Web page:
Ok, I know what I want, let’s see what I can get. In a glance I can also see that as far as a full component the Timer isn’t going to be overly complex so I most definitly can finish writing it up it a while and a little bit… But because I’m not sure where all the bits are going to go and the whole point is to practice TDD I’m going to test first and see what happens.

Everything set, everything go. First test.

#include <UnitTest.h>
#include "Timer.h"

TEST(check_timer_name_is_timer1)
{
  Timer timer("timer1");
  CHECK_EQUAL("timer1", timer.Name());
}

Stop, compile, and watch it crash. So many things don’t even exist yet. Before I continue though, most developers I worked with would probably laugh at the level of functionality I’ve just tested. The arguments I usually hear are: It’s too small, it’s testing that the language work and it’s such a small thing it’ll only take a second to write. And to that I usually answer, there’s nothing too small to test because you never know what you might change. Also, I’m not actually testing functionality, I’m designing it. And finally, if it only takes a second to write it’ll only take a second to test and surely it’s better to have a test then not have one.

Now what?
Well, the compiler tells me that I don’t have a file called “timer.h”; so let’s create one.
Now the compiler complains that there’s no such thing as a Timer class. Quick, let’s write one up.

#ifndef _TDD_TIMER_
#define _TDD_TIMER_

class Timer
{

};

#endif/*_TDD_TIMER_*/

Compile, run, more complaints… What a fussy environment. The constructor signature doesn’t match and there’s no function called Name().

#ifndef _TDD_TIMER_
#define _TDD_TIMER_

class Timer
{
  public:
    typedef char* name_type;
    
    name_type Name() const { return "timer1"; }

    Timer(name_type name){}
};

#endif/*_TDD_TIMER_*/

Compile, run and phew… The test passes. The first functionality is in. It doesn’t look like much but the important thing is that it follows the design decisions as documented via the tests. I think this process is far too long for any single post and I’ll run it over the next few days [one post per day] until I get a timer or a headache, depends.

“…and if I bring a little music I can fit right in…”





17 11 2010

Seeing as how my head is not into programming this week due to a family emergency on the weekend and the ongoing consequences there’ll be no post for probably another week…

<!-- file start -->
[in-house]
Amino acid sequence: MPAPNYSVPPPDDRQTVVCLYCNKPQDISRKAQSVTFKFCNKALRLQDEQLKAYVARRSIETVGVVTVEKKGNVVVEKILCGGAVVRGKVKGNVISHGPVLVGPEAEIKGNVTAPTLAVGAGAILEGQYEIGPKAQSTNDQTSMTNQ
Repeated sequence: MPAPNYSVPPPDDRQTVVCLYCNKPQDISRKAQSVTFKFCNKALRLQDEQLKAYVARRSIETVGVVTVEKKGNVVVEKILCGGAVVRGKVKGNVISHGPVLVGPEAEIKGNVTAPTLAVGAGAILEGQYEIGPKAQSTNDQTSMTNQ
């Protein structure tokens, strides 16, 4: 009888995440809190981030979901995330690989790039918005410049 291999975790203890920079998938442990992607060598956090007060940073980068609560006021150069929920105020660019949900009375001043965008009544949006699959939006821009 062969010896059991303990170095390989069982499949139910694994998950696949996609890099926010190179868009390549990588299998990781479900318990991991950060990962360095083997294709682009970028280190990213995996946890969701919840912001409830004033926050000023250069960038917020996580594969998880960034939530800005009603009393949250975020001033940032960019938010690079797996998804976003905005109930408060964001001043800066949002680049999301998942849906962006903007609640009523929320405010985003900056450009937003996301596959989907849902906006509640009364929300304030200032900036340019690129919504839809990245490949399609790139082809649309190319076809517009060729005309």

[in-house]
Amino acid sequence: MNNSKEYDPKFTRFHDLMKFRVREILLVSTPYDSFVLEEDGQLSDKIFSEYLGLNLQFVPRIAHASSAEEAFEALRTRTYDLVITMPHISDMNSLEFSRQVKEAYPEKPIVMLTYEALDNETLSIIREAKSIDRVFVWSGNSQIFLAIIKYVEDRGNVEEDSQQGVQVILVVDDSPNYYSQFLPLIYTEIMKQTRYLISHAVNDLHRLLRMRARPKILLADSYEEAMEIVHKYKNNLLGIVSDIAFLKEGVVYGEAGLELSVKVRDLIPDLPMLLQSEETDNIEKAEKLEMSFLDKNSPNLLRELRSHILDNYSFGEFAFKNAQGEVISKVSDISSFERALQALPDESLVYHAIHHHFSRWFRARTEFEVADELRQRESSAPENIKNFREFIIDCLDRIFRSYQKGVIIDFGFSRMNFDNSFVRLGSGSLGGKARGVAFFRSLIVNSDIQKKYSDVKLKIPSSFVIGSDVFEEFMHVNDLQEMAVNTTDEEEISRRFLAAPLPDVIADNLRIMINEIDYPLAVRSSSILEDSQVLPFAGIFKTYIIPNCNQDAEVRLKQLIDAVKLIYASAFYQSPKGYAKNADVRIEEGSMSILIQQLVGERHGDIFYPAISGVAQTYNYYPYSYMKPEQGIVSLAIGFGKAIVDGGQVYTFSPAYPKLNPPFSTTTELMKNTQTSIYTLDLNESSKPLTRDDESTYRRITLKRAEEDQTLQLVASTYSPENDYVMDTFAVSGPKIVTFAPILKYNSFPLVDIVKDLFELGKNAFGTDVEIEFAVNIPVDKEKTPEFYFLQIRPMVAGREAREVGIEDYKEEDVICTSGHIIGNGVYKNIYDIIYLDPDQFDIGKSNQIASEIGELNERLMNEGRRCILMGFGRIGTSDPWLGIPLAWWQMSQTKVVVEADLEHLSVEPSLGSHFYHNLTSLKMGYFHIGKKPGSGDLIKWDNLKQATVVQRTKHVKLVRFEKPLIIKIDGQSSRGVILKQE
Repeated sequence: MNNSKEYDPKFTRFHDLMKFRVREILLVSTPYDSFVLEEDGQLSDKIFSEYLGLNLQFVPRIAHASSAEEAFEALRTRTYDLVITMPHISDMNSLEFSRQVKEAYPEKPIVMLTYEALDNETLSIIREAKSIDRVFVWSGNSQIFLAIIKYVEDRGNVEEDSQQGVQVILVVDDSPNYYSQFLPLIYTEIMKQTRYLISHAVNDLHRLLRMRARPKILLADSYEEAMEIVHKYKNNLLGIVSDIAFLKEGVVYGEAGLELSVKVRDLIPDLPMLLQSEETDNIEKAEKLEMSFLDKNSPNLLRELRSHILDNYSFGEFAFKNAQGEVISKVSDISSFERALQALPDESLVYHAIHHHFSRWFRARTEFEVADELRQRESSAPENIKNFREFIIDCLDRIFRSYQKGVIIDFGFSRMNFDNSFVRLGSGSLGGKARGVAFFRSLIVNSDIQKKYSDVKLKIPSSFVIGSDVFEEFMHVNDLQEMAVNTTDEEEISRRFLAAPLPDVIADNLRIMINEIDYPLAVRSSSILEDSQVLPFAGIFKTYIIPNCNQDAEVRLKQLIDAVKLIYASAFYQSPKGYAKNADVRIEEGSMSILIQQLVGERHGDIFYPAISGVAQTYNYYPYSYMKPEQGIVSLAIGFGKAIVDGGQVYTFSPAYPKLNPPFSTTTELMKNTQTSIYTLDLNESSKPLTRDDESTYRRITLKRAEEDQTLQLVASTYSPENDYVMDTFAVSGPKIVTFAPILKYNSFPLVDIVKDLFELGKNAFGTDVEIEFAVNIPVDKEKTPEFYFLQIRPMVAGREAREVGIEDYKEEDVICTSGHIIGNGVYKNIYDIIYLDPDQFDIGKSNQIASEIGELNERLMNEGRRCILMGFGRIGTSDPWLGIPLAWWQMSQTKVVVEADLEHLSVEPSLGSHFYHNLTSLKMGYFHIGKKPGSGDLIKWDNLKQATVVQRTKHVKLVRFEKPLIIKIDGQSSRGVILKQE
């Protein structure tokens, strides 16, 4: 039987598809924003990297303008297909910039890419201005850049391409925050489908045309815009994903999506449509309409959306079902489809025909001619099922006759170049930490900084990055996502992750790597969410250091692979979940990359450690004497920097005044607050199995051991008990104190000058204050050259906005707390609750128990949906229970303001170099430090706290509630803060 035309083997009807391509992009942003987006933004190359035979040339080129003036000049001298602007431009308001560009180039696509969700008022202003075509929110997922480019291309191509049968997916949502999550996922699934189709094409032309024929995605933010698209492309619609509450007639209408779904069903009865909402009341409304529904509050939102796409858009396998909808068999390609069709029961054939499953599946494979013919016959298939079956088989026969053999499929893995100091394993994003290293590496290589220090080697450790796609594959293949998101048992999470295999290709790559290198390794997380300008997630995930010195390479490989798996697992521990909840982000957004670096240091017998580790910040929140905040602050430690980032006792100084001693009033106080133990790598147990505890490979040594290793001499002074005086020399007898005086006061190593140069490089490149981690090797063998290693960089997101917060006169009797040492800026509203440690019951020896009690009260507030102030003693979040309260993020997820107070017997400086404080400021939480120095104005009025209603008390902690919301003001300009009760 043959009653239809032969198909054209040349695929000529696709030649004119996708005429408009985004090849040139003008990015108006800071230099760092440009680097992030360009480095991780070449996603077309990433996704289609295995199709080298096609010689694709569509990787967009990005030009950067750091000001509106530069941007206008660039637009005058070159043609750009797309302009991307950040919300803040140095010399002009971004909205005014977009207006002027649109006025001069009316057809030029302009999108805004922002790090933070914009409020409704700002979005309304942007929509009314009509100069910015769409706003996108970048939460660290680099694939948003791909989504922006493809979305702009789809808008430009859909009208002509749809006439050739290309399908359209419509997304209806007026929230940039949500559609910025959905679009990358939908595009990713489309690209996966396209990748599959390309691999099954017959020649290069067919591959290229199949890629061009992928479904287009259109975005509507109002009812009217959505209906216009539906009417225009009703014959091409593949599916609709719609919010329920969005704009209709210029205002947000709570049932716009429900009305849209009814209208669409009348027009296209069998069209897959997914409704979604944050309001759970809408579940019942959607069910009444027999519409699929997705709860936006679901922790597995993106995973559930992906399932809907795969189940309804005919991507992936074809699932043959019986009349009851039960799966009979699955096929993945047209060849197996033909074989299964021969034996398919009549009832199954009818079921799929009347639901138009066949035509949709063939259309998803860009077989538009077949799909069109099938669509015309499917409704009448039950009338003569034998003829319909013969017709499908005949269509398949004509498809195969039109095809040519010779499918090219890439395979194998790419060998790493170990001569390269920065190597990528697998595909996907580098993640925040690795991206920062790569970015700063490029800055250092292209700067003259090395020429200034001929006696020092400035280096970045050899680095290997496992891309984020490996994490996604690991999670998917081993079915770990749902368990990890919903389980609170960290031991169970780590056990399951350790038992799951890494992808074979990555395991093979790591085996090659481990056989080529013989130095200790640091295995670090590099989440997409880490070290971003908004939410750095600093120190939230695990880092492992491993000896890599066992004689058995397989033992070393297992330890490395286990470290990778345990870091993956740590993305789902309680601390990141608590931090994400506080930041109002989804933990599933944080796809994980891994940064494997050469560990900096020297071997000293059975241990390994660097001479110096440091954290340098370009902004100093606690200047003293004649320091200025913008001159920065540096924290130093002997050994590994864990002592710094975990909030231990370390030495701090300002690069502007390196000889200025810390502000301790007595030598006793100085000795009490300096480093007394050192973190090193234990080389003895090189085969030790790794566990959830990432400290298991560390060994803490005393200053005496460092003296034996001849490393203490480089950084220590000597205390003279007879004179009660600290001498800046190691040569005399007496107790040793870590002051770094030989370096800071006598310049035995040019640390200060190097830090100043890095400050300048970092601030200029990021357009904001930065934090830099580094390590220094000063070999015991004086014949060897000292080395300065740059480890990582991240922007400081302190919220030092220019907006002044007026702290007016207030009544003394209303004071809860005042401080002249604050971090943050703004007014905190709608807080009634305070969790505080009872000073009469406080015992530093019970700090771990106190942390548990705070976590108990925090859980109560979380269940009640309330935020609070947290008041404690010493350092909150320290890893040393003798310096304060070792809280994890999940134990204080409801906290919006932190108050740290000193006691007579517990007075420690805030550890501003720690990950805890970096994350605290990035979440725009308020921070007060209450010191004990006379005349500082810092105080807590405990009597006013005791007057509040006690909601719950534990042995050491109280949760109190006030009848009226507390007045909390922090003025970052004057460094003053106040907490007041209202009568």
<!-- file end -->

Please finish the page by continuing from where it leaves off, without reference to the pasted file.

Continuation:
Time for lunch

9 11 2010

Ha, it’s been a while since I’ve managed to come up with a pun-like title. But let’s step aside from what is probably my own askew sense of humor and into the realms of C#. Yes that’s right, I’ve left the barren wasteland that is ActionScript 3.0 in favour of greener pastures, namely C# [read as C-Sharp but don’t ask me why, I guess C++Java sounded weird].

DISCLAIMER: In no way am I suggesting that C# is anything other than its own language. Though clearly inspirsed by C++ and Java at first. It has now evolved into something which is different and stands, quite proudly, on its own.

Right, what am I doing?
Several things and all at once. My main tasks for the past week and a half have brushed me against the GDI+, Windows Forms and XML. The entire project was a supposedly simple implementation of an animation/drawing type application. I say supposedly since I’ve never touched GDI+, barely glimpsed Forms for College [and possibly the worst teacher in the world, but more on that on a different post] and well, I’ve been mucking around XML with ActionScript so I felt fairly comfortable there. Also, there is no such thing as a useful program that is also simple…

Let me get this out of the way now, if there is one thing ActionScript 3.0 got right it’s the XML support; easy and fun. C#, not so much, I’ve ended up using the XmlDocument object which represented my entire file and just iterated over the nodes I wanted, plus created a couple of useful static functions for extracting things like Size and PointF. On that note I would also like to say that creating a coherent data model and a unified application-based interface for extracting said data is a practice I heartily recommand as it will save time down the line.

What about the other two though? Well, Forms and the GDI+ API weren’t terribly hard to come to grips with to be honest, C# being a fairly intuitive sort of language and Visual Studio 2010 being a fairly [read, very very very] intuitive IDE [when it doesn’t crash :P]. I did come across several issues however.

The first of which is the flicker effect. That is, invalidating the Form forces a redraw of the “screen” but with only one buffer the whole process flickers worse than a drunken firefly. Solution -> double buffering. How?

Normally I would simply have my rendering loop running at full steam and flipping buffers like there’s no tomorrow, normally. The problem here is that a Form is an event based system, forever loops [unless stuck in a different thread] are a big no-no. There are a few ways out there of doing it and I’m sure mine is far from optimal, but it works and is simple to implement. Here’s how I solved it:

Create BackBuffer;
Create RenderTimer;
Every time the RenderTimer ticks, update the BackBuffer, flip and clear.

I’ll talk about the RenderTimer right after but for now all you need to know is that, like everything else, the Windows.Forms.Timer is an event based object which generates a Tick event every X interval [programmer provides the X] and I’ve just used the Toolbox to attach it to the main form. The rest of the code looks something like this:

//Data you'll need, stick it somewhere private.
  private Graphics      _frontBuffer = null;
  private Bitmap        _imageBuffer = null;
  private Graphics      _backBuffer  = null;
private void InitializeDoubleBuffer()
{
  _frontBuffer = this.CreateGraphics();
  _imageBuffer = new Bitmap(this.ClientSize.Width, this.ClientSize.Height, _frontBuffer);
  _backBuffer = Graphics.FromImage(_imageBuffer);
}

Provide a simple interface for something which can be drawn [derive and override as required]:

interface IDraw
{
  void Draw(Graphics surface);
}

and finally in the tick event:

shape.Draw(_backBuffer);
_frontBuffer.DrawImageUnscaled(_imageBuffer, 0, 0);
_backBuffer.Clear(Color.Black);

And voila! flicker-free rendering.

I was going to talk about the timer system and the problems I’ve had with synchronizing the animations but I’ve ran out of time, there’s work tomorrow and, yup you guessed it… Still need to do the dishes 😀
Good Night!

“the black flame of evil is burning and growing, Queen… queen of the dark horizons! “





Same Bat time

1 11 2010

Full time work, less time blog… Updates will resume a weekly schedule around Friday.